It’s time to build a solid reputation of being “that got to person”! The person people count on and utilize as a trusted resource. The subject and solution expert! It’s this reputation that can never be taken away from you and will serve as a successful career platform.

Sales lesson #3! Stay in YOUR freaking lane!

Many of you have heard of the Pareto principle. This principle states that 80% of the output comes from 20% of the input. This means a majority of the sales you close will come from very few of the organizations you engage with. The goal here is to help you identify the characteristics of optimal companies to target so you don’t waste time chasing deals that won’t close.

It’s all about staying in your lane of traffic:
• Traffic Lane 1: Prospects who are too small
• Traffic Lane 2: Prospects who are too big
• Traffic Lane 3: Your Lane
• Traffic Lane 4: Prospects who are in the wrong vertical

What’s your lane? It’s determined by a set of criteria you can use to know whether or not a company is an ideal target to focus on. Don’t stress we have some tips here too.

One thing to be aware of is that most people think too broadly when it comes to this. They want to include everyone who might benefit from their product. It’s easy to do because if you’re like me your product can be used by almost anyone. This is a bad approach though and will lead to a lot of wasted effort and time. Companies outside of your ideal lane will still take a meeting, watch a sales preso, and even enter negotiations, but they will ultimately close at a far lower rate than your target buyers, which results in a ton of wasted effort.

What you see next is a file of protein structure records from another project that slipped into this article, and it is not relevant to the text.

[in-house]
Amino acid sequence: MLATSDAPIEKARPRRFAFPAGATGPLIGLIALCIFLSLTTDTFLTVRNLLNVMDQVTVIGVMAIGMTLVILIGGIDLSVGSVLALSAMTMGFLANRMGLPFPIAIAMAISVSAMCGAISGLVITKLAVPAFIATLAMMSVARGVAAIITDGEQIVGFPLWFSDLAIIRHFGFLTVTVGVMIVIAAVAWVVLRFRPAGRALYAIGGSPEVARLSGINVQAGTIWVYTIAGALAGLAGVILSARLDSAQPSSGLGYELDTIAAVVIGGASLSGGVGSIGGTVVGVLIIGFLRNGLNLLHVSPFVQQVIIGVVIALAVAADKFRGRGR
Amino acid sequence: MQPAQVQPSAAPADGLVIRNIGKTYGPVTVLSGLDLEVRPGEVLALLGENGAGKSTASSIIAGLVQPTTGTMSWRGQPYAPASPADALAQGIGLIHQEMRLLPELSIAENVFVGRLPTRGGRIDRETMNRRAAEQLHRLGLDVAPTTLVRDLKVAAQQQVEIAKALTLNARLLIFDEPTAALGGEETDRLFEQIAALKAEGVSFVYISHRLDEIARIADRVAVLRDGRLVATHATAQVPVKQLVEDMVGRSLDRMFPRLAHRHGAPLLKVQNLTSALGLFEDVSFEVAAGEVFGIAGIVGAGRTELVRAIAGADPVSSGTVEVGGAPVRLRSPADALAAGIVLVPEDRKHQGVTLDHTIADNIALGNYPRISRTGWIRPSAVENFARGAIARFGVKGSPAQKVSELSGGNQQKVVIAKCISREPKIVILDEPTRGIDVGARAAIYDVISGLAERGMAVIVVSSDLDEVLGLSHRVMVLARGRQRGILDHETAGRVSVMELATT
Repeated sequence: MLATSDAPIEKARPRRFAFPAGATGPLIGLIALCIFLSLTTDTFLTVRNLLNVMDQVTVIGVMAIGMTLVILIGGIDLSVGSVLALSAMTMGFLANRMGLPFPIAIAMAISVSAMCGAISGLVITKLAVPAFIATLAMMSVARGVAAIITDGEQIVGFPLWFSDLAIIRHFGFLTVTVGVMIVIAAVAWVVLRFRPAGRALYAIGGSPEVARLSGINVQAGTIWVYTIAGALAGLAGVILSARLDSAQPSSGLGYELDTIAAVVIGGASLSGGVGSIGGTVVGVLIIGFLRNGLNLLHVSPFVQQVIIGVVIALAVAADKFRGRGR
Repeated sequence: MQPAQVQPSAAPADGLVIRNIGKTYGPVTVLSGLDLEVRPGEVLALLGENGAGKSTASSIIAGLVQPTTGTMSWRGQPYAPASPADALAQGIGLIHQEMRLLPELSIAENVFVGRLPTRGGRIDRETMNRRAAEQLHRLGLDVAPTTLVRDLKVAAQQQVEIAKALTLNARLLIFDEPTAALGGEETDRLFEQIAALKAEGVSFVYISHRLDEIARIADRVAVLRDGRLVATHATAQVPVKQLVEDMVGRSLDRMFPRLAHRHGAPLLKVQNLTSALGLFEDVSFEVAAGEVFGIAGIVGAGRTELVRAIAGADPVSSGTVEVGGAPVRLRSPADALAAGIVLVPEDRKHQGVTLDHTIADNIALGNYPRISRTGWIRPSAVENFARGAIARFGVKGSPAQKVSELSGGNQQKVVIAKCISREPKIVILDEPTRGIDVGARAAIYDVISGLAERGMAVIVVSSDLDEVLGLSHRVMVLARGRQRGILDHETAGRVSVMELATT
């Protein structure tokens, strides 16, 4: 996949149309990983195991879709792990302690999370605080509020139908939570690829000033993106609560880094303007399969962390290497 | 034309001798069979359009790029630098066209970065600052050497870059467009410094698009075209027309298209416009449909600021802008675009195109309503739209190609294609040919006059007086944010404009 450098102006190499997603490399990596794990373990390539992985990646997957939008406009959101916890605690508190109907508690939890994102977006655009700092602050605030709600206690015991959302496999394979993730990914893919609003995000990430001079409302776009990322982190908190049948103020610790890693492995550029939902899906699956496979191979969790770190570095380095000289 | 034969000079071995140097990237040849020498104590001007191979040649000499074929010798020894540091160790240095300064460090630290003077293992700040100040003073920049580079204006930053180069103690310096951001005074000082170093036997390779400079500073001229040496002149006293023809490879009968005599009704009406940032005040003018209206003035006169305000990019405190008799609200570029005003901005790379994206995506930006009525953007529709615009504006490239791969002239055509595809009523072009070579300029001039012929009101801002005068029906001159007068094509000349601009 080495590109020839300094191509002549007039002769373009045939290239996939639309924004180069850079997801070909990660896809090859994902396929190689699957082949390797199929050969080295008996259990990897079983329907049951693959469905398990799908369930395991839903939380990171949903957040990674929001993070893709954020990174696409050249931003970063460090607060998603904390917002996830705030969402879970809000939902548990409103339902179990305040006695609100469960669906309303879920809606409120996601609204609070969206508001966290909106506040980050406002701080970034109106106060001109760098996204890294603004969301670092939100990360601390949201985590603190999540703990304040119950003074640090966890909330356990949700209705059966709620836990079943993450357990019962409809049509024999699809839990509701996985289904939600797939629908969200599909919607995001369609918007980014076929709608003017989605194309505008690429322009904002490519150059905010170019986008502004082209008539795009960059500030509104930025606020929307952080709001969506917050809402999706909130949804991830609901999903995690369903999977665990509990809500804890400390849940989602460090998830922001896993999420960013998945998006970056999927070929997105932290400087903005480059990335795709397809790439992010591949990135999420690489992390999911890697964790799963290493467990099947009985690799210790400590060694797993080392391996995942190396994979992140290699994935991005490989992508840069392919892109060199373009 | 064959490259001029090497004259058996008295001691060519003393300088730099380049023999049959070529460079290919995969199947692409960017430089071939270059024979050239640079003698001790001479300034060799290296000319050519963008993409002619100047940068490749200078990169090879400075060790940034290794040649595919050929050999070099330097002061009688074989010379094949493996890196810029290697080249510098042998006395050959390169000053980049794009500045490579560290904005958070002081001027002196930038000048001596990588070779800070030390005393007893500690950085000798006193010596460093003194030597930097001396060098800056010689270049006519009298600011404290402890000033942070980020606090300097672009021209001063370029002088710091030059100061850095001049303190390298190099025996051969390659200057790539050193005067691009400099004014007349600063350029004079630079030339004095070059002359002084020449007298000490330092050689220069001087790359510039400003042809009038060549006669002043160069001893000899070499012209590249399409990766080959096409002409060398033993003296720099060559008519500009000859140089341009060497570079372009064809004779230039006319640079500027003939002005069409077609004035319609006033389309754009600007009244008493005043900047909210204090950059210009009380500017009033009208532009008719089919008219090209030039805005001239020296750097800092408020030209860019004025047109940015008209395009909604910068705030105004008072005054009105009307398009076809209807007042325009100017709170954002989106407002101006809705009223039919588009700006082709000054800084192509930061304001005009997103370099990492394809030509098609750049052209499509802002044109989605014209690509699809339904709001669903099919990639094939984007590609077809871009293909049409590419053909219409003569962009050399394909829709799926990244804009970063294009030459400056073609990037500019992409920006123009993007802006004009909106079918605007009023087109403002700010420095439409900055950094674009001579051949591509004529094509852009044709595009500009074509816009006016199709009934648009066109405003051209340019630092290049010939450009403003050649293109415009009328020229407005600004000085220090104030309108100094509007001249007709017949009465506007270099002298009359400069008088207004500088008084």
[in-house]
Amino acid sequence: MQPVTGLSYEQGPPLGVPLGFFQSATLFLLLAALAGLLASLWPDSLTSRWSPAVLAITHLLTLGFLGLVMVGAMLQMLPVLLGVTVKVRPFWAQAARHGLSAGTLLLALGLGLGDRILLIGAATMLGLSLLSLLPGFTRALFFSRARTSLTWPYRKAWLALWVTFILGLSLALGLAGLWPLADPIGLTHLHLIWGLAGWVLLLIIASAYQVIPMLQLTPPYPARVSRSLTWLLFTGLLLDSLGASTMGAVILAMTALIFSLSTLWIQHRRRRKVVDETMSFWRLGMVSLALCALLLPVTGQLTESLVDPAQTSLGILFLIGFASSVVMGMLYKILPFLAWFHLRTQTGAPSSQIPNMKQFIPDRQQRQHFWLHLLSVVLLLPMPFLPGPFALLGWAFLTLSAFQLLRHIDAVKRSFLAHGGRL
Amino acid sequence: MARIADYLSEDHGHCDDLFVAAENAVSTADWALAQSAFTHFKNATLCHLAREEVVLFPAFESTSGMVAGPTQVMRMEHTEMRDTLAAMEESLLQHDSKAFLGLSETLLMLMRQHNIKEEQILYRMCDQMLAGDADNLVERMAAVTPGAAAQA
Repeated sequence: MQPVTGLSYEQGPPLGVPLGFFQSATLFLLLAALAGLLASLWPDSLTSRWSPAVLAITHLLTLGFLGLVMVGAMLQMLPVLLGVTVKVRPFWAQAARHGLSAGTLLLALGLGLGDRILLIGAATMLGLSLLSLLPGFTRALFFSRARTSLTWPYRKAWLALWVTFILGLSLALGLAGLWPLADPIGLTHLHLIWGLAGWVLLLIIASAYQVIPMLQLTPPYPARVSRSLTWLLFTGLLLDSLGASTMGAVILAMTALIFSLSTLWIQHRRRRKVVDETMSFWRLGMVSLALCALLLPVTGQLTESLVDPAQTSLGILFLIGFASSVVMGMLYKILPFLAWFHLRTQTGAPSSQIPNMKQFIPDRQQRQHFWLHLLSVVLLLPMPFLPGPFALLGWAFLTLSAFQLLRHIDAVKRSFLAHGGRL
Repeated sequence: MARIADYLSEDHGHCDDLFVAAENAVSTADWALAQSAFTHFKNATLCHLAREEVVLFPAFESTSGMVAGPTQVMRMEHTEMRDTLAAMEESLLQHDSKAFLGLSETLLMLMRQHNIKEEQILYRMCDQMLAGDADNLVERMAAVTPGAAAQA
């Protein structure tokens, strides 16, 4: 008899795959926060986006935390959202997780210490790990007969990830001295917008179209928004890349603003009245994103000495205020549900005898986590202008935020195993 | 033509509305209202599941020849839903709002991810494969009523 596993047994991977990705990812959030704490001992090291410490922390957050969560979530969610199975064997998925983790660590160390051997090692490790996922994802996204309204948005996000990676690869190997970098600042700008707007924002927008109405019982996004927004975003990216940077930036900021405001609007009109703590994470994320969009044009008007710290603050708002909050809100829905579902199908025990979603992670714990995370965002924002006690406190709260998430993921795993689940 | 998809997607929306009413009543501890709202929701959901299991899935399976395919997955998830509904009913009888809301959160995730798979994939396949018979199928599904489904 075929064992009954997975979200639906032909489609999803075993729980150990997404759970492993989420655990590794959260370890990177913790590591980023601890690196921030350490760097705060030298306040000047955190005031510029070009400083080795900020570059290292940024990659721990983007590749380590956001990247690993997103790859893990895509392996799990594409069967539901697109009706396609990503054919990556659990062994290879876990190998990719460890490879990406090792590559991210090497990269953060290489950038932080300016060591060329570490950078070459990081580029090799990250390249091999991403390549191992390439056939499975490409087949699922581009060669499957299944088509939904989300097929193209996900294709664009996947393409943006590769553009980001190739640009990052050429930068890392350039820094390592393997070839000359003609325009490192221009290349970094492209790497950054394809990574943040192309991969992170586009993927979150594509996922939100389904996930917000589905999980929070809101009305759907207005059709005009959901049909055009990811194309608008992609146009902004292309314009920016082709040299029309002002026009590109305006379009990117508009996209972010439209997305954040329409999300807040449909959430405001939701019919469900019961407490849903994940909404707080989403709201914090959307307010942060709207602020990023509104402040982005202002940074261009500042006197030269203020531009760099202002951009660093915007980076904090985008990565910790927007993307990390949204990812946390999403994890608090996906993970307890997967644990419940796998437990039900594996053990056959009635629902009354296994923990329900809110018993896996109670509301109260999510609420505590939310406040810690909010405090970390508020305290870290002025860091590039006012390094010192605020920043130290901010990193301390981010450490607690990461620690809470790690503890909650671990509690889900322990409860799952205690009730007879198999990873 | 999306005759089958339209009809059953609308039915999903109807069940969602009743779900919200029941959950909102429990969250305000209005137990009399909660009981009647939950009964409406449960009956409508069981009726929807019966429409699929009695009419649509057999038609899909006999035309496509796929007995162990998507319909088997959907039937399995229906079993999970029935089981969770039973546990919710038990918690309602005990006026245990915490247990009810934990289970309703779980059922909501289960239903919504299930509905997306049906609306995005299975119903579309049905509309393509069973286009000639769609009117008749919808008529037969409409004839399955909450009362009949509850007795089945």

For example, targeting a company with at least $20MM in annual revenue is probably not a very accurate description of your target market. Your product probably doesn’t provide the same degree of benefit to a $20MM coal mining operation as it does to a $20MM hospitality network.

Remember, on average only 20% of your sales effort is going to create 80% of your sales output! Don’t try to be all things to all companies. You can’t be everything to everyone. It waters you down!

Here’s a simple list of characteristics to help define your lane:

Size: this could include locations, employees, and/or revenue.
Geography: This is important if you’re on a team that divides territories or if your product is only sold in one region.
Budget: Includes budget or current dollars being spent.
News: This includes any changes or events that indicate a mandate or ability to purchase.
Industry: Be as specific as is reasonable (Wireless Communications vs Communications Equipment).
Related Technologies: Either technical requirement or buying signal.

If you don’t know all of the answers to these characteristics, that’s okay. Look at your current customers and find qualities that the best accounts share, then use those as your guideline. If you don’t have customers yet, make an educated guess regarding who you want. Just be prepared to adjust as you learn.

One mistake to avoid is a negative aspect of desperation. The more desperate you are to hit your quota, the more likely you are to target the wrong prospects. In fact, you shouldn’t even call them prospects. They’re more like victims. But this effort is ultimately wasted (remember the Pareto principle?). If you stay in your lane, the results will come.

Sales is a science! It takes years of study and practice to be great. For many companies it’s too painful and lengthy of a process to take on. If that’s the case doesn’t forget to make the smartest business decision available and outsource your vital sales functions to experts. The time saved and ROI could make all the difference in your world.